It involves an instrument staring at the stars and searching for regular dips in their light that are caused by an object orbiting between Earth and the star.
Astronomers then use the depth of the transit to calculate the mass of the object, with the bigger the light curve the larger the planet.
A total of 3,858 exoplanets have been confirmed with the help of this method.
But the other technique is the radial velocity one, which is also known as the wobble or Doppler method.
It can detect ‘wobbles’ in a star caused by the gravitational pull of an orbiting planet.
The wobbles also affect the light coming from the star. As it moves towards Earth its light appears shifted towards the blue part of the spectrum and, as it moves away, it appears shifted towards the red.
The new discovery suggests that future radial velocity surveys in infrared wavelengths have the potential to uncover a huge number of exoplanets orbiting dim stars.
‘Our discovery demonstrates that the near-infrared RV search can play a crucial role in finding a low-mass planet around cool M dwarfs like Ross 508,’ the researchers wrote in their paper.
The research has been published in the Publications of the Astronomical Society of Japan, and is available on arXiv.
Scientists study the atmosphere of distant exoplanets using enormous space satellites like Hubble
Distant stars and their orbiting planets often have conditions unlike anything we see in our atmosphere.
To understand these new world’s, and what they are made of, scientists need to be able to detect what their atmospheres consist of.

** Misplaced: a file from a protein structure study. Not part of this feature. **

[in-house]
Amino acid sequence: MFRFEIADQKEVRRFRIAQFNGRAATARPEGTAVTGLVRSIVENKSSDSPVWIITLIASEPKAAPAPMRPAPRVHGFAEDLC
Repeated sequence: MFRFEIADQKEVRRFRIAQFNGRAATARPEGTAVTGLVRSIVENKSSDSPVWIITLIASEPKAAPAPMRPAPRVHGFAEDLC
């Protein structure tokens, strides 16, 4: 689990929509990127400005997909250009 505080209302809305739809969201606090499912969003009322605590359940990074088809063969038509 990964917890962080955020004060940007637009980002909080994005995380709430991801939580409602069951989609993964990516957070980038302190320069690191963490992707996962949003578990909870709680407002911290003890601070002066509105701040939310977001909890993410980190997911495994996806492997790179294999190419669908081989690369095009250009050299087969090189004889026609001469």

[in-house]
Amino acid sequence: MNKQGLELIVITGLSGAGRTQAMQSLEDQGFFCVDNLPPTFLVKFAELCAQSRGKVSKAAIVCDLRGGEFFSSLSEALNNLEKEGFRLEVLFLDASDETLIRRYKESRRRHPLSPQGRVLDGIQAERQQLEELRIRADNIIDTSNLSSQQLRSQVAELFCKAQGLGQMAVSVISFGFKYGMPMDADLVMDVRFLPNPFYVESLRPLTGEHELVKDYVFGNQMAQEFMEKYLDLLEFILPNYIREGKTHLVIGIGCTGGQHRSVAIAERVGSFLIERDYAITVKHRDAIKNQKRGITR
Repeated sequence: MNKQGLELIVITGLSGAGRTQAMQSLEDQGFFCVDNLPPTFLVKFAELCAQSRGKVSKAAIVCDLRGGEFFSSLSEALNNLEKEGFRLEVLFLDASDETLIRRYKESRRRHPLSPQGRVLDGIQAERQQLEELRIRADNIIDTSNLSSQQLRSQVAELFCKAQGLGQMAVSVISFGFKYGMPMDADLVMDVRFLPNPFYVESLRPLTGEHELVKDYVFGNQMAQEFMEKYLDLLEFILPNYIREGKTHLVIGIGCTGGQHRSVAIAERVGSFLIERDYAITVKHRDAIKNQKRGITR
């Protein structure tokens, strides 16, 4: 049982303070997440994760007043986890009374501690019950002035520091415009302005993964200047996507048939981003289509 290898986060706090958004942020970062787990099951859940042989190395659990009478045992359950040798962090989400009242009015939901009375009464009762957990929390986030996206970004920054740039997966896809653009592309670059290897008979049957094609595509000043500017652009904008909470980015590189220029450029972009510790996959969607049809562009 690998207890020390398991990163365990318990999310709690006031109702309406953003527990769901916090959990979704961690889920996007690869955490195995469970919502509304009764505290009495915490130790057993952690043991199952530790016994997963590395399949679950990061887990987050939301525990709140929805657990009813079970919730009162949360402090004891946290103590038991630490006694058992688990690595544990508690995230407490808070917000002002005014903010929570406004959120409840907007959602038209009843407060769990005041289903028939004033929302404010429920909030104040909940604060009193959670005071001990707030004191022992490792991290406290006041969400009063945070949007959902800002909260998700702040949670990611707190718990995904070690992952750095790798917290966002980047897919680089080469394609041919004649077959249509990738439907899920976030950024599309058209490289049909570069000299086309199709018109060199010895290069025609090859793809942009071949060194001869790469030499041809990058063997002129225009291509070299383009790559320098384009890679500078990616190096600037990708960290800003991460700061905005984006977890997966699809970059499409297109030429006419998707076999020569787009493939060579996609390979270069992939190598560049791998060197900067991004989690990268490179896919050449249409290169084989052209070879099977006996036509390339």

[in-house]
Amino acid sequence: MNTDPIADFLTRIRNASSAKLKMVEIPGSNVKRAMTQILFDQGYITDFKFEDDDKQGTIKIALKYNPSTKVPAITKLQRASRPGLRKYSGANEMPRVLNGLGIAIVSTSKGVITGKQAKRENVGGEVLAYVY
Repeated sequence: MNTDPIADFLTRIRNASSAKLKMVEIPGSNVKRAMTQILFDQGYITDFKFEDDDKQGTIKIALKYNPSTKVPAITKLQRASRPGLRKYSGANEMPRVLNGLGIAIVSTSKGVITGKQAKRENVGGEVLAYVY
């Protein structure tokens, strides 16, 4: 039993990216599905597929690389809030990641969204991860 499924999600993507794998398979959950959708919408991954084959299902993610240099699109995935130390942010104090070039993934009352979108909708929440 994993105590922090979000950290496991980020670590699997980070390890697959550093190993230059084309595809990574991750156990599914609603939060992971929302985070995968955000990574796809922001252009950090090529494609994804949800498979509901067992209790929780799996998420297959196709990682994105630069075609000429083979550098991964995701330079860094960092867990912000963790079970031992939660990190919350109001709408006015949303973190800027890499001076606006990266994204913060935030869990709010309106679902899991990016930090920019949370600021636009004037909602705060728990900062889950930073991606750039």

They often do this by using a telescope similar to Nasa’s Hubble Telescope.
These enormous satellites scan the sky and lock on to exoplanets that Nasa think may be of interest.
Here, the sensors on board perform different forms of analysis.
One of the most important and useful is called absorption spectroscopy.
This form of analysis measures the light that is coming out of a planet’s atmosphere.
Every gas absorbs a slightly different wavelength of light, and when this happens a black line appears on a complete spectrum.
These lines correspond to a very specific molecule, which indicates it’s presence on the planet.
They are often called Fraunhofer lines after the German astronomer and physicist that first discovered them in 1814.
By combining all the different wavelengths of lights, scientists can determine all the chemicals that make up the atmosphere of a planet.
The key is that what is missing, provides the clues to find out what is present.
It is vitally important that this is done by space telescopes, as the atmosphere of Earth would then interfere.
Absorption from chemicals in our atmosphere would skew the sample, which is why it is important to study the light before it has had chance to reach Earth.
This is often used to look for helium, sodium and even oxygen in alien atmospheres.
This diagram shows how light passing from a star and through the atmosphere of an exoplanet produces Fraunhofer lines indicating the presence of key compounds such as sodium or helium